Balls

We had to run off to a graduation on Friday, but when we got back I spent a rather rushed half-hour in the shed. Thing about that sort of thing is that it gets… messy…

So first things first on Saturday, clean up a bit…

Right. Next, trim up the other end cap, and set the locking wedge position and glue it in place…

And yes, that is the finish starting to go on the box and the key; and I have jumped the gun there a bit and I pay for it later. The finish by the way, is half danish oil and half turps, mixed in the cup (the office has a snacks thing they do where you can get free peanuts and we use those little paper cups to serve them in; I just hang on to mine and they come in useful in the shed later).

I don’t use Rustins for any particular reason; it just happens to be the brand I could find in the shop. I don’t use danish oil all that much really, but the consensus was that it works well for beech when I asked around. And I have to admit, it works quite well, though it’s a strong-smelling finish for the first day or two.

All glued up and finished with the first coat of oil&turps…

And then after it had had a few hours to dry, a test fitting…

BTW, that’s the third walnut key I made. The first one I cut looked fine but by the time I’d pushed it in far enough to lock the lid, it was half-way out already. I re-cut it and somehow mixed dimensions up and had to redo the redo…

It was at this point that I realised I’d forgotten a step…

No pegs in the top. I mean, the glue would probably hold but the forces on the top pieces are all shearing forces acting across the lid so the only thing holding the pieces in place if you really shoved on the wedge would be the glue, and along what is probably its weakest axis. And I get paranoid about such things so…

Yeah, I know, drilled right through the finish too. Oh well. Now the end caps are fine, the five-sixteenths size pegs there don’t come close to blowing out the five-eighths material, but the stops on the lid themselves are far thinner, so I needed a smaller peg, somewhere around an eighth of an inch or just over. And my dowel plate only goes down as far as 1/4 inch and worse yet, with small pegs like that, matching the peg to the hole gets more critical and all my drill bits are metric (the auger bits are all imperial but don’t drop down that far). I was going to use the Bosch drill for the lid because for small thin stock and small holes, you really do want some speed with the lidl-standard drillbits I have; which means the eggbeaters can’t really cut clean holes in small stock. Which means the pegs have to be metric for two reasons.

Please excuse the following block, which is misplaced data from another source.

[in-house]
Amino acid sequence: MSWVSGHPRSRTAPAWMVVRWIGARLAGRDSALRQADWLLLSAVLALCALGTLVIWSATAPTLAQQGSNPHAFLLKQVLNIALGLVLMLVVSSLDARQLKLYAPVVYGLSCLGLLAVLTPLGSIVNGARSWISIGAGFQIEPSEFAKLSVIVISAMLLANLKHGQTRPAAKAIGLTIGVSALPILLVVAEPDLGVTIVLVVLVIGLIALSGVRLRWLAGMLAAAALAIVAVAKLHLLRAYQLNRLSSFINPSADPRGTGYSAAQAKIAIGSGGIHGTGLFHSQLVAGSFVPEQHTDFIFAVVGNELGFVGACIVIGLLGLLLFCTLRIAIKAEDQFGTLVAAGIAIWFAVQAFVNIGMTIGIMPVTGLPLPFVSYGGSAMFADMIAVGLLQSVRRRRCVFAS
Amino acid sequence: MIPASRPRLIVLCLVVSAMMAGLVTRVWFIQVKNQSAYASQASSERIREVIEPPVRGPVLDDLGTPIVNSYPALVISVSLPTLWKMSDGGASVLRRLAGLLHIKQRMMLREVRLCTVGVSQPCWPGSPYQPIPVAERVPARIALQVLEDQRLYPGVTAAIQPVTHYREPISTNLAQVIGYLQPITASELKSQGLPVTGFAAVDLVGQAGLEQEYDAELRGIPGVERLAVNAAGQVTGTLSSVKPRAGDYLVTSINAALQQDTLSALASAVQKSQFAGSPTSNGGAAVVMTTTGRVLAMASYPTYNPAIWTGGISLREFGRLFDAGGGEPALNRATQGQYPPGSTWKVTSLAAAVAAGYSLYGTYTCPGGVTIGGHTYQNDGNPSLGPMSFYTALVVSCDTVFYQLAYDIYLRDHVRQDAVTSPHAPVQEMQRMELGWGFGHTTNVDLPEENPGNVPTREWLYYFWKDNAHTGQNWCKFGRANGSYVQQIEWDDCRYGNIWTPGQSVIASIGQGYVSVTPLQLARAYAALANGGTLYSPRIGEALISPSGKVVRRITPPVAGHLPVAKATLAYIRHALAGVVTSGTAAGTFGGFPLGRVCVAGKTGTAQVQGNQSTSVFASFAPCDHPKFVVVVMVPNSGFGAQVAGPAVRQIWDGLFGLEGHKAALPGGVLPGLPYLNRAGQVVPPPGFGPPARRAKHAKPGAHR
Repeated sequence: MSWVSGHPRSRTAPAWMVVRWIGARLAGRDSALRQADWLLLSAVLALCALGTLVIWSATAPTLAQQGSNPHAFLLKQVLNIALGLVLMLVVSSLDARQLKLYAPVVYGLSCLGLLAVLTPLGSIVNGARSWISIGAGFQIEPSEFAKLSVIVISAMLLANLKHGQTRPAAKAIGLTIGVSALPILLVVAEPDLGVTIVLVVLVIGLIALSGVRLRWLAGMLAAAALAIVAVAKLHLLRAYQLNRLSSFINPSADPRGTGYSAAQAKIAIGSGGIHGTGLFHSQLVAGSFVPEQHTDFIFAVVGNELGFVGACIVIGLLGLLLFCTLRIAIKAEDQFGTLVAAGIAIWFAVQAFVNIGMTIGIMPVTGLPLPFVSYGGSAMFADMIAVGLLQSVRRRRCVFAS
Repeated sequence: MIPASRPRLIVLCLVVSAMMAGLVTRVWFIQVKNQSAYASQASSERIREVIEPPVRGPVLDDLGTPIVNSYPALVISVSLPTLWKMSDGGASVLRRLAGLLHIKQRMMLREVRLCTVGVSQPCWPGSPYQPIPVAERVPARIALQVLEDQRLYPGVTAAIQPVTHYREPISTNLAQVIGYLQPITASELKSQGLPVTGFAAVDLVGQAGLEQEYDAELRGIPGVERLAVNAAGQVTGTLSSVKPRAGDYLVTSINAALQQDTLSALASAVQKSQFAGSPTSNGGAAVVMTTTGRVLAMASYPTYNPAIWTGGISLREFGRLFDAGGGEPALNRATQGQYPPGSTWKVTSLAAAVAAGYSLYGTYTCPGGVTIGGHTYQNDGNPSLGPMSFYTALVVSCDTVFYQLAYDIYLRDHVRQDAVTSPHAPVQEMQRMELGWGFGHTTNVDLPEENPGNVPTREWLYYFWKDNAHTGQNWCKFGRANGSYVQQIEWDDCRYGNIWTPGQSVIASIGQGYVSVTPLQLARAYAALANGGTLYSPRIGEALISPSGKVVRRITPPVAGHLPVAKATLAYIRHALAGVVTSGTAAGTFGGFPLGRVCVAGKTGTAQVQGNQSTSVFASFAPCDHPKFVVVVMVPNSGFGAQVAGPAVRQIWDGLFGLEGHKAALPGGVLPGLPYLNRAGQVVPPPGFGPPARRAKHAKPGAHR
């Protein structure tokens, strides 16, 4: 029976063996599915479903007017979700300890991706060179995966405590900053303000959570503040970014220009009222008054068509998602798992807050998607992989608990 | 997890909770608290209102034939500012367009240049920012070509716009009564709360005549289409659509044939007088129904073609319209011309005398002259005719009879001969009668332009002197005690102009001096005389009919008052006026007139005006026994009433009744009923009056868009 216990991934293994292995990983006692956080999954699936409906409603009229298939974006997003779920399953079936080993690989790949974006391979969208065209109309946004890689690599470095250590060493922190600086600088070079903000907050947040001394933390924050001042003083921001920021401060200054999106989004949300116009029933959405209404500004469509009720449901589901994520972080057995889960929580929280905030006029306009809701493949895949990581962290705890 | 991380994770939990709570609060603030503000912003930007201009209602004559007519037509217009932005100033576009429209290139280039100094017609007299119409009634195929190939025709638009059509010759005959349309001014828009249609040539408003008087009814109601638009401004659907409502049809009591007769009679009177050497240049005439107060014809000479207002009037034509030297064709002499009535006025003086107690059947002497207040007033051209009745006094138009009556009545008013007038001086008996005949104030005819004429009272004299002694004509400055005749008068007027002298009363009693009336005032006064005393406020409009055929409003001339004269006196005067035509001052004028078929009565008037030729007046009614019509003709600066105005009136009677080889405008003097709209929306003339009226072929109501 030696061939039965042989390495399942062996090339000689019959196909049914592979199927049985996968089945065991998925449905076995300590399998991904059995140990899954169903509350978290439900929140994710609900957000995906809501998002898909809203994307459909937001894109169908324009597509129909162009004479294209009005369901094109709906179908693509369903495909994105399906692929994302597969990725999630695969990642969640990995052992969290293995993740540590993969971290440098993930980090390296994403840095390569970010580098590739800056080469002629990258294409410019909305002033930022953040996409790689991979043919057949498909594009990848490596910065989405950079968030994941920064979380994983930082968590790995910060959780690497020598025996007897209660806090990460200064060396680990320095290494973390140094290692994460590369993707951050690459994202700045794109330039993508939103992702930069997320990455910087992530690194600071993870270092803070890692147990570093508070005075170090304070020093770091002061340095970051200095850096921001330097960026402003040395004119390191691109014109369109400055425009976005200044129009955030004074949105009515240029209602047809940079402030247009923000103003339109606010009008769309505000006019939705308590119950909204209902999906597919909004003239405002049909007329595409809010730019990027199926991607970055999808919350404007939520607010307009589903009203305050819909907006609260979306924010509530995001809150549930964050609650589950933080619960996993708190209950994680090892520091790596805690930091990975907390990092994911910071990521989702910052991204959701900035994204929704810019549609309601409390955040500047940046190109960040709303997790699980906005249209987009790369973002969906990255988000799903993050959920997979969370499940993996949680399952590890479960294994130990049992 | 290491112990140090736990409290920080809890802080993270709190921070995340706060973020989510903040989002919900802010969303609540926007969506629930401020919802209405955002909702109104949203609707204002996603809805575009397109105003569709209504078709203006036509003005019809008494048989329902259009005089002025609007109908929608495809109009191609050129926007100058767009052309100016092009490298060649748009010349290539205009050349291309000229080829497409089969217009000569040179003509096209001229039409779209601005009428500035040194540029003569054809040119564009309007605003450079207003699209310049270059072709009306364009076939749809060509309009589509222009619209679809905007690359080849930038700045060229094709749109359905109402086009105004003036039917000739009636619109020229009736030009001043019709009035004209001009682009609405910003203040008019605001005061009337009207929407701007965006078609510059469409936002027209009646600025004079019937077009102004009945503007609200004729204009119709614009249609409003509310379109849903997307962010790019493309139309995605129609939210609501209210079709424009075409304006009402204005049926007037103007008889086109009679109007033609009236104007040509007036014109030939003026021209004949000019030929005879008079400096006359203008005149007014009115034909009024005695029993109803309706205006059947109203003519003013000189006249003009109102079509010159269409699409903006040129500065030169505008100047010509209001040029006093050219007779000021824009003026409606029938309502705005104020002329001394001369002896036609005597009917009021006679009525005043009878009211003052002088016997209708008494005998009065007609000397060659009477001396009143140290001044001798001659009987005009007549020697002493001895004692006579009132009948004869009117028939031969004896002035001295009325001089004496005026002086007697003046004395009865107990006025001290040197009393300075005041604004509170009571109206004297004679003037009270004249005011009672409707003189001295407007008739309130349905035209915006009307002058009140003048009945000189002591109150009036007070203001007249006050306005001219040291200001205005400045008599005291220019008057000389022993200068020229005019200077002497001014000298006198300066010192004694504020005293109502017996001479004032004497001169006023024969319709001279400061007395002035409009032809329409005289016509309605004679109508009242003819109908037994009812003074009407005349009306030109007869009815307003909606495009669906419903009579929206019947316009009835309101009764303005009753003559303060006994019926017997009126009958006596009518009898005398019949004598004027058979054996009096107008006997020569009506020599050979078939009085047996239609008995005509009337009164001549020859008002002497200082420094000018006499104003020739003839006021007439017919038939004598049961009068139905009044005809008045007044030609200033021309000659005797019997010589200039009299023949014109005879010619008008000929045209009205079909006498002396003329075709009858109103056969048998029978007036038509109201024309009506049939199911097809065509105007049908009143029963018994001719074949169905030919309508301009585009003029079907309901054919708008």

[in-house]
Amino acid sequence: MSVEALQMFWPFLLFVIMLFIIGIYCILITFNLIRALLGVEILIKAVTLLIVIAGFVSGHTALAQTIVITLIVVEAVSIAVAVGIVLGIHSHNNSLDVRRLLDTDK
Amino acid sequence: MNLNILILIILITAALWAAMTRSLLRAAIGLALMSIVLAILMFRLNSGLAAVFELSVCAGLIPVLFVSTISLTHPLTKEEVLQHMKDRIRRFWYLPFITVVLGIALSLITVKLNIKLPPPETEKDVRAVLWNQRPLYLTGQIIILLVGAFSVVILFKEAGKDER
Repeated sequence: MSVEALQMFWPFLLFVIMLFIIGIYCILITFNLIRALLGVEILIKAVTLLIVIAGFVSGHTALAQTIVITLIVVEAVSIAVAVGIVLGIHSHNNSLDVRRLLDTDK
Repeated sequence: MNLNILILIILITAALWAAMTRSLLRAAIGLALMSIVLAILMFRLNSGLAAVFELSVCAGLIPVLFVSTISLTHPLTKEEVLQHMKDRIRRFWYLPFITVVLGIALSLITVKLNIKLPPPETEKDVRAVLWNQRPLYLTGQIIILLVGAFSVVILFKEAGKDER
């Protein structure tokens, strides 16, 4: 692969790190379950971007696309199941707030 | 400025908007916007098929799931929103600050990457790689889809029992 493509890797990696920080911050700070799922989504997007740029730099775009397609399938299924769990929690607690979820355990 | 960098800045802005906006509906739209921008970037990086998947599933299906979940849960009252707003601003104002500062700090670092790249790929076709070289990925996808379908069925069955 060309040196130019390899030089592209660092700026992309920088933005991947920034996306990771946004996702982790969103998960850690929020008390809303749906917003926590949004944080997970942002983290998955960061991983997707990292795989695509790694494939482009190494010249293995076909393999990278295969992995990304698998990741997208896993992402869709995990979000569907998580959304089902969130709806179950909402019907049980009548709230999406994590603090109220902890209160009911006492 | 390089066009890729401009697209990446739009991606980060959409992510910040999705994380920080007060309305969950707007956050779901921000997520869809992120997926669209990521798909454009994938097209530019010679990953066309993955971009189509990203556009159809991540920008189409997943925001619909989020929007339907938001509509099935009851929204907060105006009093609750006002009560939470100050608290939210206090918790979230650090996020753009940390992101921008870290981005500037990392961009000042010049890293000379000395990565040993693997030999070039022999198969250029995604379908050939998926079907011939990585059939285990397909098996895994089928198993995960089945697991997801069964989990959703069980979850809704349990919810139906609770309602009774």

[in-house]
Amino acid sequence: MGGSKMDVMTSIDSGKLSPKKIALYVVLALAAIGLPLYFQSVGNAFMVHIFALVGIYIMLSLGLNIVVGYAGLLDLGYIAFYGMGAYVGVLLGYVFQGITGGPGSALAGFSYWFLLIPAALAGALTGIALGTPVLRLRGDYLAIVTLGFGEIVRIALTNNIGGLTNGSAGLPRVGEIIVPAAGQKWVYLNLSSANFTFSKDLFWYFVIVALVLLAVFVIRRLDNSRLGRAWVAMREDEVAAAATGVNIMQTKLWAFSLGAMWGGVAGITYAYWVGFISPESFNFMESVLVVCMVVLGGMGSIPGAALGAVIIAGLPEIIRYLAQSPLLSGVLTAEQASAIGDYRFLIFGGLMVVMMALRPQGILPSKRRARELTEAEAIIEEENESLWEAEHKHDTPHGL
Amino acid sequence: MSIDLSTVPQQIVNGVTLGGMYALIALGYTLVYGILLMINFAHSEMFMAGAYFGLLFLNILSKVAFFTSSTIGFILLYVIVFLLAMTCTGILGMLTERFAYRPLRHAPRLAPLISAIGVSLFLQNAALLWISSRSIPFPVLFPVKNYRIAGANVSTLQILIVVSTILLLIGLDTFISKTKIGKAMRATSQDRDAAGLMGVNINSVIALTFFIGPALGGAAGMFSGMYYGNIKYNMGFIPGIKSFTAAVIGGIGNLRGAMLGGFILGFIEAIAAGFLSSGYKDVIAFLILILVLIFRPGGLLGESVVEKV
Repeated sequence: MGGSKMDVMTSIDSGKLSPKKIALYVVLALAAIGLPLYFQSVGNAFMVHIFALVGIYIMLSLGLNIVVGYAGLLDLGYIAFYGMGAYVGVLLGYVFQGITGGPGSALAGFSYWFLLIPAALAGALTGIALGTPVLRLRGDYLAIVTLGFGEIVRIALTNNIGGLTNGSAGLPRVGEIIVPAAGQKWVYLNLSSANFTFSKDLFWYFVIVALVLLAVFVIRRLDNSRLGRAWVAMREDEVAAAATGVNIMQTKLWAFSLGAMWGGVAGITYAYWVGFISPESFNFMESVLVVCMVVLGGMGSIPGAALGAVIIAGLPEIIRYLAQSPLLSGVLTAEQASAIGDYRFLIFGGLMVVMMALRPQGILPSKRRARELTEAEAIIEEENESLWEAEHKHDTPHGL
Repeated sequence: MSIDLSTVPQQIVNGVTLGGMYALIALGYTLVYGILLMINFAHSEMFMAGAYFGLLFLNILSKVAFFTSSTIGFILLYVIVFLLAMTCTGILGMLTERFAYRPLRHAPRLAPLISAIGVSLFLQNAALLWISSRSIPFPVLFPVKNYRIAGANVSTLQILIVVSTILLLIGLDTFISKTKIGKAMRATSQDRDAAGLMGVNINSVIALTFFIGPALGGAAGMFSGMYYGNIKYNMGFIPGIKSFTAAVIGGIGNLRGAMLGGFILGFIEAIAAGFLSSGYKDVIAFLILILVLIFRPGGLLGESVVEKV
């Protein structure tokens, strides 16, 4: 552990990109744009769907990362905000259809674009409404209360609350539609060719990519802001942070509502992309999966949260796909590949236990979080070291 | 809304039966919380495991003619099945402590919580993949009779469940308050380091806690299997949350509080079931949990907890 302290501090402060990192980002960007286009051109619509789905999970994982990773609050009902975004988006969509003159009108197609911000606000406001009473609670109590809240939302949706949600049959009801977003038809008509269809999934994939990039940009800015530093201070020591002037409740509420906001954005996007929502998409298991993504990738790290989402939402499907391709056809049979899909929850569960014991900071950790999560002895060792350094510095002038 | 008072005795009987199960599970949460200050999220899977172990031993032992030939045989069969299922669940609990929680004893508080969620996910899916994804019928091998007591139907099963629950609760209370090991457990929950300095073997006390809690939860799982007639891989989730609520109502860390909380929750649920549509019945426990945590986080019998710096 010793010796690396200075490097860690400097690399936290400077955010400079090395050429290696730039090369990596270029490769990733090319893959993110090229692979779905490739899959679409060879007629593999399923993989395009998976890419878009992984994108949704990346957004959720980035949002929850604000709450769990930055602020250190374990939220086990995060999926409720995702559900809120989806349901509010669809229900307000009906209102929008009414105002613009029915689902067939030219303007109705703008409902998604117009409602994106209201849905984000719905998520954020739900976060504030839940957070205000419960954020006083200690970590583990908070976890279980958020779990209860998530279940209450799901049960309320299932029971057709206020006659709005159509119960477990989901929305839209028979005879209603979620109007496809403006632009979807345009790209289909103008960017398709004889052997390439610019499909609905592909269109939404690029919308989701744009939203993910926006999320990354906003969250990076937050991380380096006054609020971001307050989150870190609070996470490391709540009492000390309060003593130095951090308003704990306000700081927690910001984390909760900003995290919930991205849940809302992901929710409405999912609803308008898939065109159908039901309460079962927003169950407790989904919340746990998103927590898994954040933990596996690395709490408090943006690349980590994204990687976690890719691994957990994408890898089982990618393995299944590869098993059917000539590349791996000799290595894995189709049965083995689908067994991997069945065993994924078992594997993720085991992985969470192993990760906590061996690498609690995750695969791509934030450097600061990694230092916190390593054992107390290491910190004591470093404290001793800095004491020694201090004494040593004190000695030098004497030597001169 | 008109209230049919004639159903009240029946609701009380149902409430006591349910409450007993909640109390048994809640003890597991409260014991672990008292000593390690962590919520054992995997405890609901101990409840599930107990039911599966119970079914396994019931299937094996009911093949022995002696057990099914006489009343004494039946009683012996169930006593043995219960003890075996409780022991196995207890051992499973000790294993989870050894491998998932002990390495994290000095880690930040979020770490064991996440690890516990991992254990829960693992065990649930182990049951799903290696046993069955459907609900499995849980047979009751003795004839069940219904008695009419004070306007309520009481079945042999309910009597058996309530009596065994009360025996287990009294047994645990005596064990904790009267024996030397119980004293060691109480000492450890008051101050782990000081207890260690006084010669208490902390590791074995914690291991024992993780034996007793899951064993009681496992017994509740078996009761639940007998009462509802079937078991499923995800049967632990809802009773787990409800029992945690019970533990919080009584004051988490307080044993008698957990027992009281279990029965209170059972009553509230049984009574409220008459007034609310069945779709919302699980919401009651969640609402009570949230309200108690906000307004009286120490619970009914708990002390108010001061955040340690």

So… steal another Paul Sellers idea. Knock a few pegs down to 1/4 inch size, then whittle an end to a point and use washers as little metric dowel plates…

Tappy-tap-tap…

Also, the Record Imp earns its pay again! I had no other way to hold those washers well. Trying to use the dowel plate would have been awkward at best. Now just work down through the sizes, running through the washers a few times to get a reasonable surface finish before dropping down a size.

End result; not too bad. Mind you I broke three getting those two made – belting something that size through a too-small opening with a lump hammer is kindof a delicate task. If your alignment is off, the peg shatters.

Worked though.

Now, wipe off the excess glue with a damp rag and wait for an hour for it to set up enough and then…

Flush-cut saw, chisel, and then a pass with the #04 to get a smooth surface on both sides of the lid and on the end caps. The lid is a tad more delicate, but…

Not too bad. And repainted that first coat of finish over the reworked parts.

I rather think that the danish oil works well on that rippled sycamore. It dulls the whiteness, but the figure really does pop.

And some CA glue and felt to line the base and that’s it all complete. Just left it overnight for the finish to dry a bit more, then on Sunday morning while herself is off at a fun-run (don’t ask, I don’t know why those two words are beside one another, it makes no sense to me either), brought it into the house, buffed it up and gave it a light coat of beeswax paste (that’s beeswax mixed with turps) and buffed that as well.

 

And because you can’t give a box without some contents…

 

Happy Fathers Day Dad!

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